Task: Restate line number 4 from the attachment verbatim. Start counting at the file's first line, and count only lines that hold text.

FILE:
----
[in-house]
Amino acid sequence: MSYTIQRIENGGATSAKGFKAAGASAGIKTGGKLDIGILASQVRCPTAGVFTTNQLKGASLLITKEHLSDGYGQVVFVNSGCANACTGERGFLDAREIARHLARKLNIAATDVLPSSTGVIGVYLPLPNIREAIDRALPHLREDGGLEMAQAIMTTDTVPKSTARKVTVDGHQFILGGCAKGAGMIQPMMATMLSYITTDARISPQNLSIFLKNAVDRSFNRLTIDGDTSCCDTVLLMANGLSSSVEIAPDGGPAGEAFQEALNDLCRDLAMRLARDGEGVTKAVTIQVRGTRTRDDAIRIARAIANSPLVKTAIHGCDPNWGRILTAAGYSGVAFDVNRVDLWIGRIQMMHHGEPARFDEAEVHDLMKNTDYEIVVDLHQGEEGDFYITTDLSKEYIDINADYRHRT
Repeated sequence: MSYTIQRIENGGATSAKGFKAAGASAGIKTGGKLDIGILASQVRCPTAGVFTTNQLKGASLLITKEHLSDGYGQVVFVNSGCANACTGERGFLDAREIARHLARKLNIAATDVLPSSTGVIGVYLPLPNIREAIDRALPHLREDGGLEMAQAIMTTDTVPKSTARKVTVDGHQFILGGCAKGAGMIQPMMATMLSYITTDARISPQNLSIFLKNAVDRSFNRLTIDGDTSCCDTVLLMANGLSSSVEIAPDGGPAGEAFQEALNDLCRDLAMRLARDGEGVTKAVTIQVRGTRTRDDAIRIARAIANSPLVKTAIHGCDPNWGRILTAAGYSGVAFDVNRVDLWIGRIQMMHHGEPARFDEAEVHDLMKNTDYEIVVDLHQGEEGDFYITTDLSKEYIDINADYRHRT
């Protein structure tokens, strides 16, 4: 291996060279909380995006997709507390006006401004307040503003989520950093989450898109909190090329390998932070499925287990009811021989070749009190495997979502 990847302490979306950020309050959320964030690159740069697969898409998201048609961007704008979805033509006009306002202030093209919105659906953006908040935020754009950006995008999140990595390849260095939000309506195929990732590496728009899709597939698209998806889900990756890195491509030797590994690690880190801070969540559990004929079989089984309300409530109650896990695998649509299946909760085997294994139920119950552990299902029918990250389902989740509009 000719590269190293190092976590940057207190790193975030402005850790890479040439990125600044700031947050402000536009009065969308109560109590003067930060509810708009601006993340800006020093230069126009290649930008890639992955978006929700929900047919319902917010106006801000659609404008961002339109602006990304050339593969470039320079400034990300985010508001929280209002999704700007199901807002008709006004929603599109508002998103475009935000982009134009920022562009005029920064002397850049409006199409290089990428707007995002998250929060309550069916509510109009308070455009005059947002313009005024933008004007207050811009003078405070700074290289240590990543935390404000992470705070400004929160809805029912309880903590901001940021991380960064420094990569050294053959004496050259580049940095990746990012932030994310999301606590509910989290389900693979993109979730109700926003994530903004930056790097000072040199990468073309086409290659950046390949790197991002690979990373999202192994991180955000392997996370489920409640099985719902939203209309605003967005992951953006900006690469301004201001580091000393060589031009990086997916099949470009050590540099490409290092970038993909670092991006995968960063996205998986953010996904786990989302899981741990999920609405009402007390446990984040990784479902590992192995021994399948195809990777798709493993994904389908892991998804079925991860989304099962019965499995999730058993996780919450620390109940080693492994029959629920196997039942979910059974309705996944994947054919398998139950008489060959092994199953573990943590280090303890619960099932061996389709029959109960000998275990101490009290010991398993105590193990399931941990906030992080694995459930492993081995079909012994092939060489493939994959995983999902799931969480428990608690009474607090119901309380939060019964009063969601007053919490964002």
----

């Protein structure tokens, strides 16, 4: 291996060279909380995006997709507390006006401004307040503003989520950093989450898109909190090329390998932070499925287990009811021989070749009190495997979502 990847302490979306950020309050959320964030690159740069697969898409998201048609961007704008979805033509006009306002202030093209919105659906953006908040935020754009950006995008999140990595390849260095939000309506195929990732590496728009899709597939698209998806889900990756890195491509030797590994690690880190801070969540559990004929079989089984309300409530109650896990695998649509299946909760085997294994139920119950552990299902029918990250389902989740509009 000719590269190293190092976590940057207190790193975030402005850790890479040439990125600044700031947050402000536009009065969308109560109590003067930060509810708009601006993340800006020093230069126009290649930008890639992955978006929700929900047919319902917010106006801000659609404008961002339109602006990304050339593969470039320079400034990300985010508001929280209002999704700007199901807002008709006004929603599109508002998103475009935000982009134009920022562009005029920064002397850049409006199409290089990428707007995002998250929060309550069916509510109009308070455009005059947002313009005024933008004007207050811009003078405070700074290289240590990543935390404000992470705070400004929160809805029912309880903590901001940021991380960064420094990569050294053959004496050259580049940095990746990012932030994310999301606590509910989290389900693979993109979730109700926003994530903004930056790097000072040199990468073309086409290659950046390949790197991002690979990373999202192994991180955000392997996370489920409640099985719902939203209309605003967005992951953006900006690469301004201001580091000393060589031009990086997916099949470009050590540099490409290092970038993909670092991006995968960063996205998986953010996904786990989302899981741990999920609405009402007390446990984040990784479902590992192995021994399948195809990777798709493993994904389908892991998804079925991860989304099962019965499995999730058993996780919450620390109940080693492994029959629920196997039942979910059974309705996944994947054919398998139950008489060959092994199953573990943590280090303890619960099932061996389709029959109960000998275990101490009290010991398993105590193990399931941990906030992080694995459930492993081995079909012994092939060489493939994959995983999902799931969480428990608690009474607090119901309380939060019964009063969601007053919490964002």